Mandatory. It is always difficult to choose gifts if the giver doesn't know or particularly care about what the recipient wants.
Often exchanged and opened in front of groups, these mandatory gifts are not malicious gifts. You should just tick a box. If everyone gathers around a Christmas tree is giving each other something, maybe you feel more secure giving a completely random thing to your Aunt Sally, even if you have no idea what she would like.
A woman bought her husband's birthday clothes even though she knew he would give most of them back. When asked "If you knew he wouldn't like it, why did you buy it?" She replied: "Probably just so that he would have something on his birthday." She felt the need to give a present, but her husband didn't have to please.
Competitive. Gifts given for boastful rights are meant to be "given" to someone else. A common example of this is what happens when someone gives their grandchild a gift that the child's parents specifically told not to buy.
One woman in my study reported that her parents competed with her in-laws to give their children bigger and more extravagant gifts about their objections - and then post about them on Facebook.
Of course, these categories can overlap. Badly conceived gifts can be both aggressive and competitive, and "for you - for me" gifts can also be confrontational.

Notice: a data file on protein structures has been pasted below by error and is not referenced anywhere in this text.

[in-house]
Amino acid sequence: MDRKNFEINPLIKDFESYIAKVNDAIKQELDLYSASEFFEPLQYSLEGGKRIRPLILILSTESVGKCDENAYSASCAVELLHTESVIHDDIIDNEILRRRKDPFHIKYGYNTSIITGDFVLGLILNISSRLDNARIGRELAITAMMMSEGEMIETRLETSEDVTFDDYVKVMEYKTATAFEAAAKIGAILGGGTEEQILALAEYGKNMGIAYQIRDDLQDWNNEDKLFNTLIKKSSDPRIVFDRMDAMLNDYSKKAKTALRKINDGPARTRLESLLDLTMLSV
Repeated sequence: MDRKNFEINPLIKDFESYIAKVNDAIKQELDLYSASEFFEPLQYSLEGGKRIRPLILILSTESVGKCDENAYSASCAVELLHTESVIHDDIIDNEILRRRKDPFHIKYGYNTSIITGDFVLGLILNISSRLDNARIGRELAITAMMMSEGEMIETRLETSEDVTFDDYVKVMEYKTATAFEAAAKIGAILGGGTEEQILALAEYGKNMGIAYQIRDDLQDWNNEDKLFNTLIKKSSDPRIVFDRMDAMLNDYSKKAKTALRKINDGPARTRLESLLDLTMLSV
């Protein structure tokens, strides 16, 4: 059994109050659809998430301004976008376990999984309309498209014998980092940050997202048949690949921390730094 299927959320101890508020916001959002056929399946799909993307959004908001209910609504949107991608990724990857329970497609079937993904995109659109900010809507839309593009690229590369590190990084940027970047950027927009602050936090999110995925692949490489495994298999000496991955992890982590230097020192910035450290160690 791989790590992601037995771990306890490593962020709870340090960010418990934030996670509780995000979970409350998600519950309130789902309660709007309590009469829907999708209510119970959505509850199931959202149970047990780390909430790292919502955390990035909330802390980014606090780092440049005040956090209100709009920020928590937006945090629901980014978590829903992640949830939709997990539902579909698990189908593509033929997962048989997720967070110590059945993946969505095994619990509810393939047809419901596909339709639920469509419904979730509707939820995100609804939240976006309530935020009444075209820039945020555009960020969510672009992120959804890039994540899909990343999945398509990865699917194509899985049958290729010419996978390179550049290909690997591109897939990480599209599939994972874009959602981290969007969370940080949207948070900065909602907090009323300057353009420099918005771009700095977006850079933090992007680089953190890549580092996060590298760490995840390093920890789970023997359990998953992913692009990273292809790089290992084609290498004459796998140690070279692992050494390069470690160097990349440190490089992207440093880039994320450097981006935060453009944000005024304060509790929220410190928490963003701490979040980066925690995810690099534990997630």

Typical Americans buy 15 presents this holiday season. If any of you sound like they fit the mold of these crappy gifts, there is still time to relieve the suffering by not going through your plan to give someone a cruel gift - or at least apologizing if it does is too late.
This article was republished by The Conversation, a non-profit news site dedicated to exchanging ideas from academic experts.
Continue reading:
How advertising shaped Thanksgiving as we know it
Gift taboos that aren't as bad as you think
Some graduation gifts really are better than others
Deborah Y. Cohn does not work for, or consult with, any of the companies or organizations that would benefit from this article. She has not disclosed any relevant affiliations beyond her academic appointment.